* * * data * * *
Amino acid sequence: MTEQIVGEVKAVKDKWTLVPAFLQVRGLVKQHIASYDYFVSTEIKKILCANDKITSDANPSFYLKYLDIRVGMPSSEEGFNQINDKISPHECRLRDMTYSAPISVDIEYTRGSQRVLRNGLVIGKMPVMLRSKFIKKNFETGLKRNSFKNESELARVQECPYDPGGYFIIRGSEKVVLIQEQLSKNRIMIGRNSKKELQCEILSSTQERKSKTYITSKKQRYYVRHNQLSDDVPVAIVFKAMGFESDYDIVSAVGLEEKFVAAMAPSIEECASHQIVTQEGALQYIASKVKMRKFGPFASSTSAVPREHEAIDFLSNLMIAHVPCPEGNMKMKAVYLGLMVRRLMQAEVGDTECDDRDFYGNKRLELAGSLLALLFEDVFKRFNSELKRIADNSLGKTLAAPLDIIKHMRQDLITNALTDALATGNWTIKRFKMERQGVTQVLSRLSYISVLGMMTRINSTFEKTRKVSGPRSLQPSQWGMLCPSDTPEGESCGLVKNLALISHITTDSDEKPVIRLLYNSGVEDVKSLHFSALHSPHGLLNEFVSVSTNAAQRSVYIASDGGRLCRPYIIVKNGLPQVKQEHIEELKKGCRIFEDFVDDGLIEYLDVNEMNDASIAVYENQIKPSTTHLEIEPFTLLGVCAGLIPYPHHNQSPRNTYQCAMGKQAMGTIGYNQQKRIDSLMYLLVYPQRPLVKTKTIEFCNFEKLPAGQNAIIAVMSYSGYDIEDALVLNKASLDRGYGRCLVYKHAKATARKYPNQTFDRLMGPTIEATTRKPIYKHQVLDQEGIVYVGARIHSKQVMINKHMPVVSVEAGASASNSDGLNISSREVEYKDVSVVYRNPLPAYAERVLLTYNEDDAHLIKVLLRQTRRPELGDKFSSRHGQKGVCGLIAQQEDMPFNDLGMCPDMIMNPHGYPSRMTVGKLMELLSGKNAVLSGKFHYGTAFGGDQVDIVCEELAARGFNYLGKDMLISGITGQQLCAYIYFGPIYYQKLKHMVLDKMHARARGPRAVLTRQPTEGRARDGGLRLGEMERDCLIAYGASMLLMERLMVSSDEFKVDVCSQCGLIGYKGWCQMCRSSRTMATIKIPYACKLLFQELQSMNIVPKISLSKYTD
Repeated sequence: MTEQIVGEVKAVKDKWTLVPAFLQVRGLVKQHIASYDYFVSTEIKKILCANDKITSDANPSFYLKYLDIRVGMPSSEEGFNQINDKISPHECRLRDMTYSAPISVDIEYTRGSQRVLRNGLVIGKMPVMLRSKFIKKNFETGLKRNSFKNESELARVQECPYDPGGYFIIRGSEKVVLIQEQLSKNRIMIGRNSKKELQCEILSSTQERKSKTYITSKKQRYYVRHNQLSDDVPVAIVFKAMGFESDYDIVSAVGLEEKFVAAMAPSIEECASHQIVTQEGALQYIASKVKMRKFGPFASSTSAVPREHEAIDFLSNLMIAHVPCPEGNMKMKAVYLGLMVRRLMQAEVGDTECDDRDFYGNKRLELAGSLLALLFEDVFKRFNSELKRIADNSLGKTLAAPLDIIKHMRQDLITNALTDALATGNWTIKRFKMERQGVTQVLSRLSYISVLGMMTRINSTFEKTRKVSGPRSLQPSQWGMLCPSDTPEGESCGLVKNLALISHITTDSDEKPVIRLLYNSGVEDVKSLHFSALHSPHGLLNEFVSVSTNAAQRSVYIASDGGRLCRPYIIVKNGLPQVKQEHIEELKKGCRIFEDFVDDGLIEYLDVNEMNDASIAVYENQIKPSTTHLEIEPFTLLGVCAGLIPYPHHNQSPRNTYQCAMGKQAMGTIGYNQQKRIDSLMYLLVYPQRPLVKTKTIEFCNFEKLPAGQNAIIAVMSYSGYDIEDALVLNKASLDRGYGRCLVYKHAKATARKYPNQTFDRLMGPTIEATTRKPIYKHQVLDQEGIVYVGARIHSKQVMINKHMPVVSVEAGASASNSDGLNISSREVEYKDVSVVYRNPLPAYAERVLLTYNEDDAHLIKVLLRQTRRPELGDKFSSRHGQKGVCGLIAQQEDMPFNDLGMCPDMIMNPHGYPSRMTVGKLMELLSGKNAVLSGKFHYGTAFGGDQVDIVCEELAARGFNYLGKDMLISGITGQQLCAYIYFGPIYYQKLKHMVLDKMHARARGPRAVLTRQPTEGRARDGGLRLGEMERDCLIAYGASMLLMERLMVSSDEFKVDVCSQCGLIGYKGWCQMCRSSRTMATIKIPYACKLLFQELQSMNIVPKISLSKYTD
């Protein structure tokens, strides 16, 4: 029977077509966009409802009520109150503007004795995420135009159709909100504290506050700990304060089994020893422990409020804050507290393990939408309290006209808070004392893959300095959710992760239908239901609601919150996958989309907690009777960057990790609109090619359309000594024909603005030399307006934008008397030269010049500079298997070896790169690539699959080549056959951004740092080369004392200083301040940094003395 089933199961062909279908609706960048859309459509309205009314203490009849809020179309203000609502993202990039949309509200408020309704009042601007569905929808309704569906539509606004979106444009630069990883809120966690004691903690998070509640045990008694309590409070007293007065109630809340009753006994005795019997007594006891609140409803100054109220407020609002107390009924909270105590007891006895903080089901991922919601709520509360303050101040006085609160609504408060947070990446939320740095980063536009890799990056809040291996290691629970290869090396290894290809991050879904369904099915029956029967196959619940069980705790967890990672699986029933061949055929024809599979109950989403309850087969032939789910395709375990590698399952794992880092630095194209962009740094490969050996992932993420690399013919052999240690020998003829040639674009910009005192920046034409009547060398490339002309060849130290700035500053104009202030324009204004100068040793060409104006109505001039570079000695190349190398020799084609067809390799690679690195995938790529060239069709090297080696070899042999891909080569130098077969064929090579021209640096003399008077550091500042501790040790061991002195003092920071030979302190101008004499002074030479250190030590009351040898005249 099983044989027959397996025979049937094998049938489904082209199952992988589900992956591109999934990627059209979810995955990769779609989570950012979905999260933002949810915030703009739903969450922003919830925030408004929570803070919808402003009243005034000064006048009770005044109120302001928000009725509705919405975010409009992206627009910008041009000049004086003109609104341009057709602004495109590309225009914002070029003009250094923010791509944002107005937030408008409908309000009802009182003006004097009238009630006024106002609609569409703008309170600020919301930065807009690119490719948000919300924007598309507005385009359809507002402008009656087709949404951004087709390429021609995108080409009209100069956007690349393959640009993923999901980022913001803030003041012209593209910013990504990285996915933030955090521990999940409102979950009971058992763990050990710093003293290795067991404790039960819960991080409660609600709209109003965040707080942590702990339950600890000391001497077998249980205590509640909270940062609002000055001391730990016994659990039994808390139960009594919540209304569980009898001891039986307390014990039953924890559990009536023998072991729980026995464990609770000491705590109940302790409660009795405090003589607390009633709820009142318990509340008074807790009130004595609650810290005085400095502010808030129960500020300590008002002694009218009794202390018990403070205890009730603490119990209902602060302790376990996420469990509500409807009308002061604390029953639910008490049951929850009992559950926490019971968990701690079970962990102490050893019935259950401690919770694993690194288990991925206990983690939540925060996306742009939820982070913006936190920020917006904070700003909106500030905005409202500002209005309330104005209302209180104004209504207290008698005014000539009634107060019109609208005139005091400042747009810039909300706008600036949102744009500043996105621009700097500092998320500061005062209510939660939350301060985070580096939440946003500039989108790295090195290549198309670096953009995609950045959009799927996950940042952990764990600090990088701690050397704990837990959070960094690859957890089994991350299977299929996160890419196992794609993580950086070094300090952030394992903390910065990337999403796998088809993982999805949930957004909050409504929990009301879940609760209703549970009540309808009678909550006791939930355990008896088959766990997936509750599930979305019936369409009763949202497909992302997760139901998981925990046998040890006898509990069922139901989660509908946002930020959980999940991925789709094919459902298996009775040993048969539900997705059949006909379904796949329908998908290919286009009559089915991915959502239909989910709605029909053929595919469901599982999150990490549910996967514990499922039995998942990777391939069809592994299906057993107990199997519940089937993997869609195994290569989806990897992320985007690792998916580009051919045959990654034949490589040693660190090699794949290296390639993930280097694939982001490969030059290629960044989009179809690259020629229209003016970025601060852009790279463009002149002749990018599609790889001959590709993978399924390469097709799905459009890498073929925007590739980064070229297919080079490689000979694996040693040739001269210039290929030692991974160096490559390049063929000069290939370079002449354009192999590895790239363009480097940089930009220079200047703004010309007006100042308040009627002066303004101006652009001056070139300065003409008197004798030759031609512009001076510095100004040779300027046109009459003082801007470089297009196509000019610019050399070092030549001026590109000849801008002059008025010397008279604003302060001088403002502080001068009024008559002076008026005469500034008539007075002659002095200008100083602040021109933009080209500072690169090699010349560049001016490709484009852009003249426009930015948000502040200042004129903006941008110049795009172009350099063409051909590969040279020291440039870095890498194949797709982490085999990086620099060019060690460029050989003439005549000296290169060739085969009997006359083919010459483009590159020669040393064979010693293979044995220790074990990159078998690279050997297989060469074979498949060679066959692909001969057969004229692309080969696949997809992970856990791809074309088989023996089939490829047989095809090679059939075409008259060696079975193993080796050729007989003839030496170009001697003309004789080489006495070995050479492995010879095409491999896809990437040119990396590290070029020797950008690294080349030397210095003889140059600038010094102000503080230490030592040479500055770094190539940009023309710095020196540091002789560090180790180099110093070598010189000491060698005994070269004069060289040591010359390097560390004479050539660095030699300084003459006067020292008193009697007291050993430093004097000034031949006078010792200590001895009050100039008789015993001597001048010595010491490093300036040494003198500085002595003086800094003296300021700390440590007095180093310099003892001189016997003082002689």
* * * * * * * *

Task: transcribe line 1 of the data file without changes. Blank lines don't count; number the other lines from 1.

Amino acid sequence: MTEQIVGEVKAVKDKWTLVPAFLQVRGLVKQHIASYDYFVSTEIKKILCANDKITSDANPSFYLKYLDIRVGMPSSEEGFNQINDKISPHECRLRDMTYSAPISVDIEYTRGSQRVLRNGLVIGKMPVMLRSKFIKKNFETGLKRNSFKNESELARVQECPYDPGGYFIIRGSEKVVLIQEQLSKNRIMIGRNSKKELQCEILSSTQERKSKTYITSKKQRYYVRHNQLSDDVPVAIVFKAMGFESDYDIVSAVGLEEKFVAAMAPSIEECASHQIVTQEGALQYIASKVKMRKFGPFASSTSAVPREHEAIDFLSNLMIAHVPCPEGNMKMKAVYLGLMVRRLMQAEVGDTECDDRDFYGNKRLELAGSLLALLFEDVFKRFNSELKRIADNSLGKTLAAPLDIIKHMRQDLITNALTDALATGNWTIKRFKMERQGVTQVLSRLSYISVLGMMTRINSTFEKTRKVSGPRSLQPSQWGMLCPSDTPEGESCGLVKNLALISHITTDSDEKPVIRLLYNSGVEDVKSLHFSALHSPHGLLNEFVSVSTNAAQRSVYIASDGGRLCRPYIIVKNGLPQVKQEHIEELKKGCRIFEDFVDDGLIEYLDVNEMNDASIAVYENQIKPSTTHLEIEPFTLLGVCAGLIPYPHHNQSPRNTYQCAMGKQAMGTIGYNQQKRIDSLMYLLVYPQRPLVKTKTIEFCNFEKLPAGQNAIIAVMSYSGYDIEDALVLNKASLDRGYGRCLVYKHAKATARKYPNQTFDRLMGPTIEATTRKPIYKHQVLDQEGIVYVGARIHSKQVMINKHMPVVSVEAGASASNSDGLNISSREVEYKDVSVVYRNPLPAYAERVLLTYNEDDAHLIKVLLRQTRRPELGDKFSSRHGQKGVCGLIAQQEDMPFNDLGMCPDMIMNPHGYPSRMTVGKLMELLSGKNAVLSGKFHYGTAFGGDQVDIVCEELAARGFNYLGKDMLISGITGQQLCAYIYFGPIYYQKLKHMVLDKMHARARGPRAVLTRQPTEGRARDGGLRLGEMERDCLIAYGASMLLMERLMVSSDEFKVDVCSQCGLIGYKGWCQMCRSSRTMATIKIPYACKLLFQELQSMNIVPKISLSKYTD